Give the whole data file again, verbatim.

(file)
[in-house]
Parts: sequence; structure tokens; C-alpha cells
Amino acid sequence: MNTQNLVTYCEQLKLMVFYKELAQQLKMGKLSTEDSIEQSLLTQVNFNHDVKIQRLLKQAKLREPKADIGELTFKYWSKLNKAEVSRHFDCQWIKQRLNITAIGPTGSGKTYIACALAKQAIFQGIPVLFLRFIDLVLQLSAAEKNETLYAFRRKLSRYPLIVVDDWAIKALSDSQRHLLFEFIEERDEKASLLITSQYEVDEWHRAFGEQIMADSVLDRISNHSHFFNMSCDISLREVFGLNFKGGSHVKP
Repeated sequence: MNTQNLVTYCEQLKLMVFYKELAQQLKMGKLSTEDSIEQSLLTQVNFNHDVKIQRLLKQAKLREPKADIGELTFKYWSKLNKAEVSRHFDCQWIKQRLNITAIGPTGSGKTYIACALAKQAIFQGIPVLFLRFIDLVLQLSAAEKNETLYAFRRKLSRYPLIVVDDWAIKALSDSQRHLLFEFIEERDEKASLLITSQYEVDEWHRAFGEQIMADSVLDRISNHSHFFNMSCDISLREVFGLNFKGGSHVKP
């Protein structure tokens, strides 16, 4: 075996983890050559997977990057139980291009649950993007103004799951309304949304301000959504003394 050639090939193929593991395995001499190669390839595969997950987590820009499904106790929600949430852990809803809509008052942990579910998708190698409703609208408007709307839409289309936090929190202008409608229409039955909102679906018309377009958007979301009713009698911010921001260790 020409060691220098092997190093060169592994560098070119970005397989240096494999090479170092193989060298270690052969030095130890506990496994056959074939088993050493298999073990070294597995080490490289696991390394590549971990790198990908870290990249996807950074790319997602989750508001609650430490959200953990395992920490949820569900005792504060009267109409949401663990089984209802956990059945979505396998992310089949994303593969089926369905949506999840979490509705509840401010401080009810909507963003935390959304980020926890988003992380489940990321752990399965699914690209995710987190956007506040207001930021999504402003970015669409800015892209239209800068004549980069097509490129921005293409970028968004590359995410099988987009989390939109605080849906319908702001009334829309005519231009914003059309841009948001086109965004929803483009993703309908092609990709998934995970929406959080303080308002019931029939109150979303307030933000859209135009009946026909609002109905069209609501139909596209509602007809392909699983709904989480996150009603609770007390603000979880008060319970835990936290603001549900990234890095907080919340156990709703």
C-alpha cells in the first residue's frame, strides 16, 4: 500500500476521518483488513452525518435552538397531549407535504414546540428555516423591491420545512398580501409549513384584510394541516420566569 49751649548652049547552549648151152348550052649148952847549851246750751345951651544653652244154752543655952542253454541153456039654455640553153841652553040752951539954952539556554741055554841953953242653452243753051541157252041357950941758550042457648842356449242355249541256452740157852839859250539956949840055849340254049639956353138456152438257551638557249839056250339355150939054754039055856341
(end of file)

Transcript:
[in-house]
Parts: sequence; structure tokens; C-alpha cells
Amino acid sequence: MNTQNLVTYCEQLKLMVFYKELAQQLKMGKLSTEDSIEQSLLTQVNFNHDVKIQRLLKQAKLREPKADIGELTFKYWSKLNKAEVSRHFDCQWIKQRLNITAIGPTGSGKTYIACALAKQAIFQGIPVLFLRFIDLVLQLSAAEKNETLYAFRRKLSRYPLIVVDDWAIKALSDSQRHLLFEFIEERDEKASLLITSQYEVDEWHRAFGEQIMADSVLDRISNHSHFFNMSCDISLREVFGLNFKGGSHVKP
Repeated sequence: MNTQNLVTYCEQLKLMVFYKELAQQLKMGKLSTEDSIEQSLLTQVNFNHDVKIQRLLKQAKLREPKADIGELTFKYWSKLNKAEVSRHFDCQWIKQRLNITAIGPTGSGKTYIACALAKQAIFQGIPVLFLRFIDLVLQLSAAEKNETLYAFRRKLSRYPLIVVDDWAIKALSDSQRHLLFEFIEERDEKASLLITSQYEVDEWHRAFGEQIMADSVLDRISNHSHFFNMSCDISLREVFGLNFKGGSHVKP
């Protein structure tokens, strides 16, 4: 075996983890050559997977990057139980291009649950993007103004799951309304949304301000959504003394 050639090939193929593991395995001499190669390839595969997950987590820009499904106790929600949430852990809803809509008052942990579910998708190698409703609208408007709307839409289309936090929190202008409608229409039955909102679906018309377009958007979301009713009698911010921001260790 020409060691220098092997190093060169592994560098070119970005397989240096494999090479170092193989060298270690052969030095130890506990496994056959074939088993050493298999073990070294597995080490490289696991390394590549971990790198990908870290990249996807950074790319997602989750508001609650430490959200953990395992920490949820569900005792504060009267109409949401663990089984209802956990059945979505396998992310089949994303593969089926369905949506999840979490509705509840401010401080009810909507963003935390959304980020926890988003992380489940990321752990399965699914690209995710987190956007506040207001930021999504402003970015669409800015892209239209800068004549980069097509490129921005293409970028968004590359995410099988987009989390939109605080849906319908702001009334829309005519231009914003059309841009948001086109965004929803483009993703309908092609990709998934995970929406959080303080308002019931029939109150979303307030933000859209135009009946026909609002109905069209609501139909596209509602007809392909699983709904989480996150009603609770007390603000979880008060319970835990936290603001549900990234890095907080919340156990709703």
C-alpha cells in the first residue's frame, strides 16, 4: 500500500476521518483488513452525518435552538397531549407535504414546540428555516423591491420545512398580501409549513384584510394541516420566569 49751649548652049547552549648151152348550052649148952847549851246750751345951651544653652244154752543655952542253454541153456039654455640553153841652553040752951539954952539556554741055554841953953242653452243753051541157252041357950941758550042457648842356449242355249541256452740157852839859250539956949840055849340254049639956353138456152438257551638557249839056250339355150939054754039055856341